It is not a new idea — this is one of the theological arguments that the biblical Book of Job was written to rebut thousands of years ago.

You don’t have to be a full-fledged Prosperity Gospel advocate to think God would rather you get a tax cut than that money go to heal people. One Jewish advocate for valuing wealth over health is the writer David Klinghoffer, who spelled out his argument in his 2008 book, “How Would God Vote: Why the Bible Commands You to Be a Conservative.”

Basing himself on an extremely innovative reading of Talmud Chulin 91a, Klinghoffer writes that “the Bible would have us choose wealth over health.”

“It would be a shame if government policies, namely the imposition of universal health care, were implemented to make it impossible for a consumer to exercise such a risky but idealistic choice,” he wrote. (The full details are in my rejoinder volume, “How Would God REALLY Vote: A Jewish Rebuttal to David Klinghoffer’s Conservative Polemic.”)

Klinghoffer further argued that any government effort to provide health care is an obstacle to religious growth. He approvingly cites a Catholic theologian who, ignoring the role of Jesus as a healer, argued for the value of “human suffering… as a necessary condition in spiritual formation.”

He summarizes this religious view in a sentence that I believe explains not only the specifics of the Republican health-defunding tax cuts, but also many provisions of the proposed Trump budget, which would slash funding for medical research: “If materialism is the premise, then by all means, let us deploy the government to rid ourselves of illness — of all illness, why not?”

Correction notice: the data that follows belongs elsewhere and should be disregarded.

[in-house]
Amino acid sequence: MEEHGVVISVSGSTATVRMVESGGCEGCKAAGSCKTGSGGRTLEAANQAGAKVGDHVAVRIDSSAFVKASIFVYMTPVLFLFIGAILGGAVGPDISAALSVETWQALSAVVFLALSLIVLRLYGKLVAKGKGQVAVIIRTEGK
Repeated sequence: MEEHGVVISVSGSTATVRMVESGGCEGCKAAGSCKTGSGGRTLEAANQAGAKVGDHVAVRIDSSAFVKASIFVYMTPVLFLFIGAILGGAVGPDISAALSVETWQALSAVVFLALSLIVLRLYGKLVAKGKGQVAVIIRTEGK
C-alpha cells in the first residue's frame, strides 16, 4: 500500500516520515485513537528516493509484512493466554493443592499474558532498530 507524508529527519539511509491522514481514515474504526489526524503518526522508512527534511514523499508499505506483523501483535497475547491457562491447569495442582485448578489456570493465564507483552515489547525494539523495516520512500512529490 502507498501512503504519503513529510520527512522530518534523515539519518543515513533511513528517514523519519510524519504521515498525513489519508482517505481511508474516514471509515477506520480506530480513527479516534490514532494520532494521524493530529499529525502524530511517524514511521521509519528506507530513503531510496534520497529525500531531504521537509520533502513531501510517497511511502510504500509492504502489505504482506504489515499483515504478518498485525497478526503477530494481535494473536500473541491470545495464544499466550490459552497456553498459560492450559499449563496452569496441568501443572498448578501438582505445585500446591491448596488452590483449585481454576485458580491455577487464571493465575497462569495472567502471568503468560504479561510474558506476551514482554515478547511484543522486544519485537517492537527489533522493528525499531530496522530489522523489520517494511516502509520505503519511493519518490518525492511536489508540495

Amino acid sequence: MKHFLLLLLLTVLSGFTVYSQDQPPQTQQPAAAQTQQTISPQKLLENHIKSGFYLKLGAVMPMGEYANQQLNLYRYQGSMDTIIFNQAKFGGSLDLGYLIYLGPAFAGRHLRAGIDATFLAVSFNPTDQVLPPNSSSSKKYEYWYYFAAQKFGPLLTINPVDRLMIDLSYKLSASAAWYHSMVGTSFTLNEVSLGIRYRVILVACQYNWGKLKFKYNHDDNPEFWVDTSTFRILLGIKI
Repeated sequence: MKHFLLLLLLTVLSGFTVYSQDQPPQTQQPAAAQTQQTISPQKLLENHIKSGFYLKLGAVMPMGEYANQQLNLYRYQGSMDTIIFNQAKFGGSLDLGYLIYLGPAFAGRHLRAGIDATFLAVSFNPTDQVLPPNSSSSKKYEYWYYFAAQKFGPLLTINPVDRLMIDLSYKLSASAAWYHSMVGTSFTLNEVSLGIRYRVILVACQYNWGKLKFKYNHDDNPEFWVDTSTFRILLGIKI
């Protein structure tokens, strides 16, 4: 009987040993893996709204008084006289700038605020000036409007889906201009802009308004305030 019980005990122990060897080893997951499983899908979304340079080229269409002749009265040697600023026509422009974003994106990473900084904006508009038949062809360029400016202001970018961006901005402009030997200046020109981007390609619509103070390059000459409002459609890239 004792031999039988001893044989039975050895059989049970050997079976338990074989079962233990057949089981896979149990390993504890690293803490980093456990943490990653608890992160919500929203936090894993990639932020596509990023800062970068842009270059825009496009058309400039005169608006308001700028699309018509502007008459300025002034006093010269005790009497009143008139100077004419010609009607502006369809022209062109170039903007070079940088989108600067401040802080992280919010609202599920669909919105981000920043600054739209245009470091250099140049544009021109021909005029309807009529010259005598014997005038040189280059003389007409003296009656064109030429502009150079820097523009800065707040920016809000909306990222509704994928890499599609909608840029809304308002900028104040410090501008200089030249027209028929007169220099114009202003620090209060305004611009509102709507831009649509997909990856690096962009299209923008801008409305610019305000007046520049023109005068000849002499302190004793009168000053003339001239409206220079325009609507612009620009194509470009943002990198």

But the point of view that Klinghoffer represents is anti-materialist. From this religious view, a government designed to help citizens with their material problems is a bad thing. If salvation comes from the church, who needs government? And by that logic, any secular government is the enemy of religion.

Yes, Klinghoffer has followed his Christian brothers in ideology into the realm of anti-Zionist ultra-Orthodox Jews. But note that while he doesn’t want the government to help other people, he confesses to personally lacking enough faith to renounce the medical services his wealth can buy him: “The Talmud explains that in an ideal world, we would never consult doctors at all. A person with an illness would seek out spiritual guidance, not unlike the model of Christian Science. That we are allowed to use medicine is a lenience, a concession taking into account that few of us are up to the exalted spiritual level it would require to effect healing through repentance.”

We all understand that Christian Science is a religious view — and most of us are grateful that our own religious teachers don’t preach it. We take pride in Judaism’s this-worldly nature. I believe that the Republican plan likewise reflects a religious view — and one that the mainstream of Jewish tradition roundly rejects. Those lending their support to these plans to change American health care should keep in mind how Rabbi Israel Salanter distinguished between a tzaddik, a righteous man, and a rasha, a wicked one.

A righteous tzaddik, Rabbi Salanter, worries about his own soul and his neighbor’s body. A wicked rasha, by contrast, worries, about his own body and his neighbor’s soul.

If Congress succeeds in passing its proposed undoing of the Affordable Care Act, it will have made some religious people happy. Rabbi Salanter, however, would not be among them.